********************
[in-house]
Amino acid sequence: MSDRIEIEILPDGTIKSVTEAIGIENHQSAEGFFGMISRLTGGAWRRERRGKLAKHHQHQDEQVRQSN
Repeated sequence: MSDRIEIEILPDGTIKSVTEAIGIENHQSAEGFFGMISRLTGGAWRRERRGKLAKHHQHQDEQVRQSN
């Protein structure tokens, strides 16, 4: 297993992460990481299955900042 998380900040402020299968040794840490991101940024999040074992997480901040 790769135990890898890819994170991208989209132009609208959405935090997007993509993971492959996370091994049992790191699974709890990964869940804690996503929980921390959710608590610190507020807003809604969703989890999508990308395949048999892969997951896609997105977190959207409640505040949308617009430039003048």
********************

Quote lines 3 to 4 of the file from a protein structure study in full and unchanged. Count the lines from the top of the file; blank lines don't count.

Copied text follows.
Repeated sequence: MSDRIEIEILPDGTIKSVTEAIGIENHQSAEGFFGMISRLTGGAWRRERRGKLAKHHQHQDEQVRQSN
């Protein structure tokens, strides 16, 4: 297993992460990481299955900042 998380900040402020299968040794840490991101940024999040074992997480901040 790769135990890898890819994170991208989209132009609208959405935090997007993509993971492959996370091994049992790191699974709890990964869940804690996503929980921390959710608590610190507020807003809604969703989890999508990308395949048999892969997951896609997105977190959207409640505040949308617009430039003048």